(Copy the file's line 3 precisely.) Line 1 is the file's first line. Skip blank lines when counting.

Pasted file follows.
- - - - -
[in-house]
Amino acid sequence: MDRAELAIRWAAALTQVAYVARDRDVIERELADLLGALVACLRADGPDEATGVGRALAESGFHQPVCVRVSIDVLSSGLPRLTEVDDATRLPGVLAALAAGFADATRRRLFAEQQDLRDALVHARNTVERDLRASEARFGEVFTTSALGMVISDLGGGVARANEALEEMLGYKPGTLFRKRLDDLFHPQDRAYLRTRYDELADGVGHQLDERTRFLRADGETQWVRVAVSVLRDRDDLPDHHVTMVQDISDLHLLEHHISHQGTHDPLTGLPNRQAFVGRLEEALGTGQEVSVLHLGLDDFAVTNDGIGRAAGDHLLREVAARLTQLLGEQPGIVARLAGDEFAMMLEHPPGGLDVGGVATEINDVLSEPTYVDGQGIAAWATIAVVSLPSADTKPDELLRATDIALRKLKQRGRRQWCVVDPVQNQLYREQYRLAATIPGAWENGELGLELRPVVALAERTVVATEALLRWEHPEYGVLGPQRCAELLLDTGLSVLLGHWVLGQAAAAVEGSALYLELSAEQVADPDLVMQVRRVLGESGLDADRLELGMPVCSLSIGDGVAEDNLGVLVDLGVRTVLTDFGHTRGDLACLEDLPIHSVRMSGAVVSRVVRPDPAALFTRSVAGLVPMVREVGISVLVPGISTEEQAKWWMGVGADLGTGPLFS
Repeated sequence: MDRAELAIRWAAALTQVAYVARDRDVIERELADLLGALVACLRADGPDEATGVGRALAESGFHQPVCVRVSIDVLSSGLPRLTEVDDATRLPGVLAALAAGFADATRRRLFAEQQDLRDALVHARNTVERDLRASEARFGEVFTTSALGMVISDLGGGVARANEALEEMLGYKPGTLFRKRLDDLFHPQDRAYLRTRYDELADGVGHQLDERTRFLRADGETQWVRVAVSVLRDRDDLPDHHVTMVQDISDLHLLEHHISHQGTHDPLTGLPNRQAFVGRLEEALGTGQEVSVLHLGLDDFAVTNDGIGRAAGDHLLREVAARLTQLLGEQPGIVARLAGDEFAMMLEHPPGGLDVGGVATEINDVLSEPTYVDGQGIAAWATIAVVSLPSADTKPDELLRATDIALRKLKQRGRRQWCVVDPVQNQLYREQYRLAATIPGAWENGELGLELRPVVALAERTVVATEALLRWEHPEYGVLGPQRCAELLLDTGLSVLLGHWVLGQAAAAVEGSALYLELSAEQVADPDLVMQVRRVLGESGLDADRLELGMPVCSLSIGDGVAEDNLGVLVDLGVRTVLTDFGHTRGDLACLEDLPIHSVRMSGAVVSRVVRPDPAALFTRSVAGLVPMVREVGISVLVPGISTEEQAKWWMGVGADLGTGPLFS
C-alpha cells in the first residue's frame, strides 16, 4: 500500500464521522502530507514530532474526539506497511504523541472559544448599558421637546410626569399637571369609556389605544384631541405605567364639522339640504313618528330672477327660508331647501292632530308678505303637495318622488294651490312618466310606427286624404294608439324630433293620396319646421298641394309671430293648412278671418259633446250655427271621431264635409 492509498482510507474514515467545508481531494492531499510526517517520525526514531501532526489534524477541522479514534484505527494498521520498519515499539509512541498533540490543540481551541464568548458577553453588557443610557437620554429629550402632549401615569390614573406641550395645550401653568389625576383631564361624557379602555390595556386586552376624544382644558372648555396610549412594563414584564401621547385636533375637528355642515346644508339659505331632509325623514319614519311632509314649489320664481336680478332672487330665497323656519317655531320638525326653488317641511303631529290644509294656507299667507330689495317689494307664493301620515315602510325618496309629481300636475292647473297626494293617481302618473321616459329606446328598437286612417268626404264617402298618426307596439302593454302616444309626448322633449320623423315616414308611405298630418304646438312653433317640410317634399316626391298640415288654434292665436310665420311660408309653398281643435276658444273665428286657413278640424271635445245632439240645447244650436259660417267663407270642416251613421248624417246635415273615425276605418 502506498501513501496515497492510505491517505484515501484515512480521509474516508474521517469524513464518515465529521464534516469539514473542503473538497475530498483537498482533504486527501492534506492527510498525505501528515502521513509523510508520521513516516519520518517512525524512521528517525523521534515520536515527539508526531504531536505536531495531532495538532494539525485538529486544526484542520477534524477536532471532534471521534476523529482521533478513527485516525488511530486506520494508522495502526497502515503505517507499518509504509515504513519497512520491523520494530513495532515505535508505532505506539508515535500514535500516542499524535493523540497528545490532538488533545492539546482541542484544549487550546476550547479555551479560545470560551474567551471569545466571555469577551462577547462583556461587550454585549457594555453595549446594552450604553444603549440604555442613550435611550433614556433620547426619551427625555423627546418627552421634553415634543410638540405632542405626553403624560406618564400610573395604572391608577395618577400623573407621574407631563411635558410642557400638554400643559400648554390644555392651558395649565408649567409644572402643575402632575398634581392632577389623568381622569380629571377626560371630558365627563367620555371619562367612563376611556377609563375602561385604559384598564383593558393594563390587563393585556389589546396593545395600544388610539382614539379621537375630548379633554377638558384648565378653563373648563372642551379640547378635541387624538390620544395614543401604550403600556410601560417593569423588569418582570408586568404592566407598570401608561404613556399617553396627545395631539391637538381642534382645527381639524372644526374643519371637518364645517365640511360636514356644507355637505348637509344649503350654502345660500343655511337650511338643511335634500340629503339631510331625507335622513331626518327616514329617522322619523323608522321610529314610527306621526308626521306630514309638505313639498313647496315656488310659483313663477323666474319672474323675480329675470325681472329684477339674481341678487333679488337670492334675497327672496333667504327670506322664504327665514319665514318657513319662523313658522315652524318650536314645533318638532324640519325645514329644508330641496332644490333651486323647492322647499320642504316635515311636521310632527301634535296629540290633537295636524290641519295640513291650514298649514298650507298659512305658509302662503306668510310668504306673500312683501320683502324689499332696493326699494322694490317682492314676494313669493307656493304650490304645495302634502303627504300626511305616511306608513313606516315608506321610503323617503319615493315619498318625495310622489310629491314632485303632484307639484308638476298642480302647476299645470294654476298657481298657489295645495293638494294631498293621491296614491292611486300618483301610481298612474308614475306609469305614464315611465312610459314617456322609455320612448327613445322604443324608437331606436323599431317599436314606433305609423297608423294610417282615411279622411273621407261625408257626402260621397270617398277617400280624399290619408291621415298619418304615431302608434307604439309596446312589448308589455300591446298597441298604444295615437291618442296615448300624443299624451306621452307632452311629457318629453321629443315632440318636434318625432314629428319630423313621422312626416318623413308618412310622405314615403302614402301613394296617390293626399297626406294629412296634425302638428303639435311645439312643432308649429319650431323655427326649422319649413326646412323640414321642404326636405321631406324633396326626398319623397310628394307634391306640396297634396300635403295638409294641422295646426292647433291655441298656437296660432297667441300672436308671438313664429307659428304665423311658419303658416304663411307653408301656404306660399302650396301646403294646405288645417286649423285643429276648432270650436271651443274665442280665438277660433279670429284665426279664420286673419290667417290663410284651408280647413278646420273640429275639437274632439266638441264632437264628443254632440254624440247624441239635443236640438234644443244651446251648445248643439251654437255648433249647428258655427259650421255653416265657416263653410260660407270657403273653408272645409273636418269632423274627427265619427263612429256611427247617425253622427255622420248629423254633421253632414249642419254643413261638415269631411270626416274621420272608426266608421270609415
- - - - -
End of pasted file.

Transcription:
Repeated sequence: MDRAELAIRWAAALTQVAYVARDRDVIERELADLLGALVACLRADGPDEATGVGRALAESGFHQPVCVRVSIDVLSSGLPRLTEVDDATRLPGVLAALAAGFADATRRRLFAEQQDLRDALVHARNTVERDLRASEARFGEVFTTSALGMVISDLGGGVARANEALEEMLGYKPGTLFRKRLDDLFHPQDRAYLRTRYDELADGVGHQLDERTRFLRADGETQWVRVAVSVLRDRDDLPDHHVTMVQDISDLHLLEHHISHQGTHDPLTGLPNRQAFVGRLEEALGTGQEVSVLHLGLDDFAVTNDGIGRAAGDHLLREVAARLTQLLGEQPGIVARLAGDEFAMMLEHPPGGLDVGGVATEINDVLSEPTYVDGQGIAAWATIAVVSLPSADTKPDELLRATDIALRKLKQRGRRQWCVVDPVQNQLYREQYRLAATIPGAWENGELGLELRPVVALAERTVVATEALLRWEHPEYGVLGPQRCAELLLDTGLSVLLGHWVLGQAAAAVEGSALYLELSAEQVADPDLVMQVRRVLGESGLDADRLELGMPVCSLSIGDGVAEDNLGVLVDLGVRTVLTDFGHTRGDLACLEDLPIHSVRMSGAVVSRVVRPDPAALFTRSVAGLVPMVREVGISVLVPGISTEEQAKWWMGVGADLGTGPLFS